How lack of data, research hinders Nigeria healthcare system

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The dearth of data and research is a threat to the country ambition in putting its 190 million populations under the universal health coverage and lose out of advanced medical technologies and cost effective health care.

Nigeria’s huge infrastructural gap in the sector has remains a major hindrance limiting the growth and development of medical research and technology in the country.

Experts say the need for improved healthcare system in Nigeria cannot be over-emphasised, saying in strengthen the healthcare system, collection of data and researches are bench mark for growth in Nigeria’s healthcare system.

Data and research plays a major role in all sectors and there is a need for the health sector in Nigeria to tap into it for easier health indices, tracking disease prevalence, measure mortality and morbidity, tackle challenges of public health emergencies and to enhance county’s preparedness and response to epidemics through prevention, detection and control among others.

“Information technology and communication (ICT) will help Nigeria’s healthcare system reduce the challenges of limited data and information collected which demography, financial and medical history will be analysed. We need a robust ICT and it is very essential we get it right in this country” Jide Idris, commissioner of health, Lagos state said.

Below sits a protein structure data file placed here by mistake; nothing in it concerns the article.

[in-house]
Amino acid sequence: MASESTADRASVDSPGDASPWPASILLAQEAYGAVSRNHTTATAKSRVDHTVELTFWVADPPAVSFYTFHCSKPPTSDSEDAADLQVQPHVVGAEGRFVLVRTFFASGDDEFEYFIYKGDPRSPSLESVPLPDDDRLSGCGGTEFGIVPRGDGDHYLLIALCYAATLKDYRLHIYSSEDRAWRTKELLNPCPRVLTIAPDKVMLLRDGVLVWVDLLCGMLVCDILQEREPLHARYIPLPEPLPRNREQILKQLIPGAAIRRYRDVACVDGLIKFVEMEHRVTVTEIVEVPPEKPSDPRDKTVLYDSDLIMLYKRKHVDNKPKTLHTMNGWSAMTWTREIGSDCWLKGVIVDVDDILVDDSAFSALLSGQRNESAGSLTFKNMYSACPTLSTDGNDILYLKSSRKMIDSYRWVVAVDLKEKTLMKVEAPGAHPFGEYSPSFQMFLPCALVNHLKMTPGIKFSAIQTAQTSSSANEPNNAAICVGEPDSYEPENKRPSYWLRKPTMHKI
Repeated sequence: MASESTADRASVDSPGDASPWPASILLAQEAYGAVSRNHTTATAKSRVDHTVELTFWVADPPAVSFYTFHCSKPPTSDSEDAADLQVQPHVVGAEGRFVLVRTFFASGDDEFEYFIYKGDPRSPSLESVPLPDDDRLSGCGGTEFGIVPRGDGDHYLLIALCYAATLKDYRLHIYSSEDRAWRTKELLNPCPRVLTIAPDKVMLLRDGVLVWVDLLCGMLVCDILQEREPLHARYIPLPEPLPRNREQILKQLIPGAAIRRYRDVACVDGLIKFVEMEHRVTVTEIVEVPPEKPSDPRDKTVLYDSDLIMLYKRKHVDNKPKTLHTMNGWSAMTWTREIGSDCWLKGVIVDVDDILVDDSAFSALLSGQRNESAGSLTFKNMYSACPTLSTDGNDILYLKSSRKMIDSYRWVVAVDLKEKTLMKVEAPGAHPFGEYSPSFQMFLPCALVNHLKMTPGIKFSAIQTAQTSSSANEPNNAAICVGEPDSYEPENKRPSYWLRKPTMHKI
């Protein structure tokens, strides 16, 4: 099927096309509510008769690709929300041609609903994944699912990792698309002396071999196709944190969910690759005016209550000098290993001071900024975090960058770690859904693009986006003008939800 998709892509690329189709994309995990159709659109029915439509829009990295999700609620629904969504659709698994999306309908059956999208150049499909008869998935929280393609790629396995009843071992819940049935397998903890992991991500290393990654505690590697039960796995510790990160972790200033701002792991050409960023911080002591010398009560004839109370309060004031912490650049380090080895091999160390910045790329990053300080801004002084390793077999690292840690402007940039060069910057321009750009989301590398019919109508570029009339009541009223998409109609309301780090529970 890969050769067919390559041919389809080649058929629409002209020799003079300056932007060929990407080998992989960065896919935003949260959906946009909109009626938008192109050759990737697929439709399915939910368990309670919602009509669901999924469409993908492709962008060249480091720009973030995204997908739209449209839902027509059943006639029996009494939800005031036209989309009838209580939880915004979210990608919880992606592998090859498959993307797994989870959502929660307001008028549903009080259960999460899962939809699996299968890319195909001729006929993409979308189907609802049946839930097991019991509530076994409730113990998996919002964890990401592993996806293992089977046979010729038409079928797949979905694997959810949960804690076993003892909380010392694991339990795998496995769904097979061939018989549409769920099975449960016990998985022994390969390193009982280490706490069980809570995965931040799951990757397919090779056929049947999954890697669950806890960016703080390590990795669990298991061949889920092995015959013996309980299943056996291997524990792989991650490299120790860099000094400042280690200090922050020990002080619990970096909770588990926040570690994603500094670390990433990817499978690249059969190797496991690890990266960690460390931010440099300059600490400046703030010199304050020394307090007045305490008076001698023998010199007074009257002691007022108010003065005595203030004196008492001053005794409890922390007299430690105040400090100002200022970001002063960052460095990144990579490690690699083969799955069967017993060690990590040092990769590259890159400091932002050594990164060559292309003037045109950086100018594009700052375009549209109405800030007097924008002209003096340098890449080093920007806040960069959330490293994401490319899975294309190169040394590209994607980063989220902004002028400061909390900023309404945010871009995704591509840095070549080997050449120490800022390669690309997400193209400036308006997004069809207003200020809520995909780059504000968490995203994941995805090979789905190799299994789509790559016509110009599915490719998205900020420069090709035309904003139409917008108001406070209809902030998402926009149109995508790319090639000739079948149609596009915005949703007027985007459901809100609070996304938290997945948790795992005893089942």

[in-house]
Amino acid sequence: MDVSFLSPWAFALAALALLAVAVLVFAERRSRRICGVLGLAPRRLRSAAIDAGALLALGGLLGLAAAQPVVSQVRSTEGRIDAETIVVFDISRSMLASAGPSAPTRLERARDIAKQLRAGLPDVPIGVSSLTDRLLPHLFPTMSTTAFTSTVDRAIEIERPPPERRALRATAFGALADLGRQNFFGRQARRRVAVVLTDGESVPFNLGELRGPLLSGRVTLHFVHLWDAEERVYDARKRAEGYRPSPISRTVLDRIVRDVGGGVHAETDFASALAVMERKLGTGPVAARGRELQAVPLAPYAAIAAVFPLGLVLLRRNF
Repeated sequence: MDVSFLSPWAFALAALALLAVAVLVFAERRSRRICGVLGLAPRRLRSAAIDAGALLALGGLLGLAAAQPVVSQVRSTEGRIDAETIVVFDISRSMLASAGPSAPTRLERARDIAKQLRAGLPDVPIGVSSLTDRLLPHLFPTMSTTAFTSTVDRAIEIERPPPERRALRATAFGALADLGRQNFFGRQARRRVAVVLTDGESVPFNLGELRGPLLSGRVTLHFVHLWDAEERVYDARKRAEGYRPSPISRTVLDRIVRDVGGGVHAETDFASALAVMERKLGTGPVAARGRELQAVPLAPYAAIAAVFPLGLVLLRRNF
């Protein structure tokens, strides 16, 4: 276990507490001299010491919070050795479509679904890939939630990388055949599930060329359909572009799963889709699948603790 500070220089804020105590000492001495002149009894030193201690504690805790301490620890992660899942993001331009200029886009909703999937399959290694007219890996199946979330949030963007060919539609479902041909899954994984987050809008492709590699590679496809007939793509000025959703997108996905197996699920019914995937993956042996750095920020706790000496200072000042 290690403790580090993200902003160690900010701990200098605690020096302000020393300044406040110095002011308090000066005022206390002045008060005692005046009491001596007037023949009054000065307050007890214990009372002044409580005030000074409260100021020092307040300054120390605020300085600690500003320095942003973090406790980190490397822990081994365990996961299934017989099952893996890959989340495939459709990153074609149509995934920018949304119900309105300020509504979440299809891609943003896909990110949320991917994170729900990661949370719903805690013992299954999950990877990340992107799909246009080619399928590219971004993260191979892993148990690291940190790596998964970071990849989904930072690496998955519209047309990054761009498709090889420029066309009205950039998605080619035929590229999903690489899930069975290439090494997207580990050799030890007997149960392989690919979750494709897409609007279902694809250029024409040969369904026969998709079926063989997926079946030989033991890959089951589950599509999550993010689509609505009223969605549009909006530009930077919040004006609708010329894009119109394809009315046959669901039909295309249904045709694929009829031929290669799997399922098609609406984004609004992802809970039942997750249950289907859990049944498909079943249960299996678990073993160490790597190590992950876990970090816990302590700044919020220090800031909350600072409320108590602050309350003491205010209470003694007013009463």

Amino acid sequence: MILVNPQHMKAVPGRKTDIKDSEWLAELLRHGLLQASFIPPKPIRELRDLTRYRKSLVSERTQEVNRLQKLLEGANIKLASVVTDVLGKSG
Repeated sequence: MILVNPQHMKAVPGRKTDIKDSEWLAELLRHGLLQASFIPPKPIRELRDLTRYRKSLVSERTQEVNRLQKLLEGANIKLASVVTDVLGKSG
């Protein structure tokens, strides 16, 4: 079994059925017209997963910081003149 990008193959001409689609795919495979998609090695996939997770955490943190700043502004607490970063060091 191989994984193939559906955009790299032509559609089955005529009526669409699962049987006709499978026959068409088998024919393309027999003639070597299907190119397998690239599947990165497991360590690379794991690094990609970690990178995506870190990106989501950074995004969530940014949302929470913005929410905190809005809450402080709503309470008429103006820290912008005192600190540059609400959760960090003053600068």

Nigeria was poorly ranked in the first global healthcare access report.

“Nigeria has already adopted a task shifting policy it is no news that we struggled over the years with high burden diseases, the country must invest in collection of date so as to implement feasibility,” Isaac Adewole the minister of health said recently.

“Unfortunately, there is paucity of data to inform our interventions. We must invest in collection of data to inform decision making and implement feasible and evidence-based control programmes for these NCDs at the country and regional levels,” Adewole added.

Babatunde Salako director-general of Nigerian institute of medical research said, “If we do not fund research in Nigeria, we cannot expect innovations and significant development, that is what other advanced countries has done, they invest a lot in research and ask questions”

“But what we do in Nigeria is that we use the information that comes from them, our environment is not the same, genetic makeup is not the same and so it might not be correct always to infer from the results of their own research and domesticate it for us in Nigeria

“Each country needs to fund research for scientist or researchers to conduct research using their own population because of peculiarities. Until we realise this, our health sector will not improve,” Salako further said.

 

ANTHONIA OBOKOH

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